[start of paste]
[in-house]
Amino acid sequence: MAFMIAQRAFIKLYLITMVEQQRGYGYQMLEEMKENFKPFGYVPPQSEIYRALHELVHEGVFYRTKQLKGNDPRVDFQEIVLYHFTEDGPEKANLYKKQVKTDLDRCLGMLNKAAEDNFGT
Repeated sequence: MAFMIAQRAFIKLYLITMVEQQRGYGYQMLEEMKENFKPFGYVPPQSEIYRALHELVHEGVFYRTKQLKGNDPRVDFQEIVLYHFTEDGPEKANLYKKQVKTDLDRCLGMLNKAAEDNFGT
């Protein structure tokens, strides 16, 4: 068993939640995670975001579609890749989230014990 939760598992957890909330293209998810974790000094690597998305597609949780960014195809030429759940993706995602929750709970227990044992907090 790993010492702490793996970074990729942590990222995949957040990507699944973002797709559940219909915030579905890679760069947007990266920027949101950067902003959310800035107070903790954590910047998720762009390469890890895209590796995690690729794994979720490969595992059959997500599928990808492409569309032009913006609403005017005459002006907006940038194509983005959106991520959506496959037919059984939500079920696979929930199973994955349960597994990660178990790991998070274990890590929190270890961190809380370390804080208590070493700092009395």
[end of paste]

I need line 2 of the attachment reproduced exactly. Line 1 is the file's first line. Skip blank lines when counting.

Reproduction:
Amino acid sequence: MAFMIAQRAFIKLYLITMVEQQRGYGYQMLEEMKENFKPFGYVPPQSEIYRALHELVHEGVFYRTKQLKGNDPRVDFQEIVLYHFTEDGPEKANLYKKQVKTDLDRCLGMLNKAAEDNFGT